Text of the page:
If you follow health tips in the media, you’d think the nutritional sciences are a mess: Is butter good for you or is it bad? Should I eat breakfast or skip it? Should I eat like a caveman? Or maybe should I eat more like a bird?
Organizations advocating for family caregivers are hoping our Prime Minister will soon issue a proclamation recognizing family caregivers and establish a National Caregiver Day (the First Tuesday in April).
Canada has a mismatch between the world class quality of research we produce on health every year and how that research is implemented into our healthcare system.
An average paper in a peer-reviewed academic journal is read by no more than 10 people, according to Singapore-based academic, Asit Biswas, and Oxford-researcher, Julian Kirchherr, in their controversial commentary, “Prof, no one is reading you,” which went viral last year.
Medical students learn how to manage and treat disease. But once they start meeting patients in clinics and hospitals, they are also confronted with the fact that social factors have a huge impact on health and that their medical interventions might sometimes be limited. Two medical residents, Laura Stymiest and Lita Cameron, and medical student, […]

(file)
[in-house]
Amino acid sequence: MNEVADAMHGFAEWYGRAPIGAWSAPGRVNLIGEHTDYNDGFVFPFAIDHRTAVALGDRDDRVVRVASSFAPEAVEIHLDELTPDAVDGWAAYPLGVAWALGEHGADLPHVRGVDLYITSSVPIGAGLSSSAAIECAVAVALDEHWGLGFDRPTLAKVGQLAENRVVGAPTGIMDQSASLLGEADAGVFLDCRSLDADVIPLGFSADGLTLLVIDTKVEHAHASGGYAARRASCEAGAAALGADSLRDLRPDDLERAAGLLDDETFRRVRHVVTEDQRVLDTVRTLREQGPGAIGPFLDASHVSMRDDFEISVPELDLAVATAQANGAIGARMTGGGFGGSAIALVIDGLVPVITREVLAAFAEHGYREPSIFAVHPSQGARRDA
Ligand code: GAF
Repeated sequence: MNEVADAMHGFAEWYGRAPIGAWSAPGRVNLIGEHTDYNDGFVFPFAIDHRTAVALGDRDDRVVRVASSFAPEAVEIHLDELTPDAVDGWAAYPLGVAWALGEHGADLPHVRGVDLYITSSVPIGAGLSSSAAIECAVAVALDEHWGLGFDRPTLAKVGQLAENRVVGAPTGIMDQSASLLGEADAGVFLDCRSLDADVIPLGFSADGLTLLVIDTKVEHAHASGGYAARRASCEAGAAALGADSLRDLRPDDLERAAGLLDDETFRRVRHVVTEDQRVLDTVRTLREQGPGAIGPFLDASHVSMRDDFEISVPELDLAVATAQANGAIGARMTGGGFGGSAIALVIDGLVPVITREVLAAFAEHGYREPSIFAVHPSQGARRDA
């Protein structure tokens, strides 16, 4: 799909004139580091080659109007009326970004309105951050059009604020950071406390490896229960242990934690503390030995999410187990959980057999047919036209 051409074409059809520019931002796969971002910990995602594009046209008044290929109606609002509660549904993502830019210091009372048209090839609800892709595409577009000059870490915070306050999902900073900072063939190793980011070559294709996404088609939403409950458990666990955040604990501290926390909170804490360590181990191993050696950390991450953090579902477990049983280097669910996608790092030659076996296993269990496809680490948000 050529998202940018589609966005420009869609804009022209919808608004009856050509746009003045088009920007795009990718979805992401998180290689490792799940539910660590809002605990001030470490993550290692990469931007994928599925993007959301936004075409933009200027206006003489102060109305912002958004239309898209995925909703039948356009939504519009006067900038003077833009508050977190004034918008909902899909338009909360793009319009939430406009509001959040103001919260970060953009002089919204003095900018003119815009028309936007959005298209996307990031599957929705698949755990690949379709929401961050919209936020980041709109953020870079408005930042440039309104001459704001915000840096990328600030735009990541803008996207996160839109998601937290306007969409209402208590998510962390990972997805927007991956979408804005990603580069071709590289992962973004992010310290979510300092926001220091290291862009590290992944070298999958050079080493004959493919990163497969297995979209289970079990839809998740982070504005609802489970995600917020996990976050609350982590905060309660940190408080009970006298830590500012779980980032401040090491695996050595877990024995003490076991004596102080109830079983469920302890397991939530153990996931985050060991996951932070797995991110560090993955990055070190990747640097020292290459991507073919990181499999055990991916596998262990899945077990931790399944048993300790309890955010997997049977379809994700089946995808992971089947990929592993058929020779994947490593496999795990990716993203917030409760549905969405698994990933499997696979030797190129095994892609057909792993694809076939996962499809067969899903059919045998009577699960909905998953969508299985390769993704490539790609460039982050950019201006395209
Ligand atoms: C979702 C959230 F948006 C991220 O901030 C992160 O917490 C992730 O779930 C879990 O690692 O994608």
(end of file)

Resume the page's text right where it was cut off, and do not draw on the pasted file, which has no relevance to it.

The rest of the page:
As technology and medical knowledge progress, doctors and patients have access to many more screening tools. But with the availability of more tests, also comes the risk of overtesting and overdiagnosis, worries health care researcher, Alan Cassels and doctors Wendy Levinson and Eric Bohm. They explain why more medical tests and treatments do not necessarily […]
Over a year ago, I was invited to celebrate World Autism Awareness Day on Parliament Hill. It was attended by a dozen or more Senators from both major parties, political staffers and invited guests mostly from an assortment of autism non-profit organizations. I expected a somewhat predictable ‘feel good’ event about how far we’ve come and how far we have still to go. But an hour later there weren’t many dry eyes in the chamber.